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Title: Spatial vulnerability to crime in the design of housing estates.
Author: Tsoskounoglou, Eleni.
ISNI:       0000 0001 3537 3016
Awarding Body: University College London (University of London)
Current Institution: University College London (University of London)
Date of Award: 1995
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There has been much debate over the last three decades on the relationship between design of housing and crime, dominated by Newman's 'defensible space' and Coleman's 'antidisadvantagement scales'. Their approach has caused much confusion due to their failure to distinguish between social and spatial 'causes'. This thesis presents research conducted on the relationship between design of urban housing estates and spatial vulnerability to crime, addressing this important design issue, from both a theoretical and an empirical perspective. It examines the multi-disciplinary discourse on housing design guidance; design against crime and criminological insights on the spatial factors influencing the location of crime and selection of crime targets. It proposes a methodological framework applying the syntactic approach developed by Professor Bill Hillier and the former Unit of Architectural Studies at the Bartlett, University College London, through which the factors of spatial vulnerability can be identified and analysed in purely spatial and architectural terms. Based on a series of case studies on the locations of burgled dwellings in three London housing estates, the research identifies the two basic principles of vulnerability: accessibility and surveillability at the local level of articulation of space and the global level (of the spatial network as a whole), and the interrelationships between them, which ultimately determine the vulnerability of locations. Rather than condemning a list of block features, spatial layout is treated as a whole system, and the spatial factors of vulnerability are related to architectural choices at the various levels or stages of the design layout. Each estate design has its own individual set of combinations of spatial variables and constants in the layout and block/dwelling typology related to the parameters outlined above, which lead to a trade off between the likelihood of being seen or caught and the difficulty of getting in and out. Ultimately, visibility and accessibility are related to 'surveillability' in two forms: visual and social (active presence of people). However, it is not just visibility that is important, but also permeability (links via dwelling entrances), which allow direct active control over space (interception) The implications in terms of design for safer housing environments are, that simple recipes of good and bad design are highly questionable, since spatial configuration has to be examined as a whole. Thus understanding of the spatial principles and mechanisms of vulnerability as the intrinsic interrelationship between local and global factors, is the key to designing safer urban housing environments.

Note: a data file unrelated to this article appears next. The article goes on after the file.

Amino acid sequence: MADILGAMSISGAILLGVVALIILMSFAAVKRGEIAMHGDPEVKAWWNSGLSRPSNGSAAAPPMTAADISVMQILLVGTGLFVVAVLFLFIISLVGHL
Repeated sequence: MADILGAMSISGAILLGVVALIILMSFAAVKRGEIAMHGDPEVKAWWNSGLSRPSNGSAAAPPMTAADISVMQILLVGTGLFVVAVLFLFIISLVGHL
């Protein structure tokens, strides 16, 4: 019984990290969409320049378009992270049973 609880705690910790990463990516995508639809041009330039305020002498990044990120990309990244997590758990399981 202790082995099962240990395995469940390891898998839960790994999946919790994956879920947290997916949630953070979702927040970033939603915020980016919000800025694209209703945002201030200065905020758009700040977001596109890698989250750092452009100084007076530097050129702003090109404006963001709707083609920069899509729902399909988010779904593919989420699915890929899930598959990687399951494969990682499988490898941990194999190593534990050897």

Supervisor: Not available Sponsor: Not available
Qualification Name: Thesis (Ph.D.) Qualification Level: Doctoral
EThOS ID:  DOI: Not available
Keywords: Burglary; Theft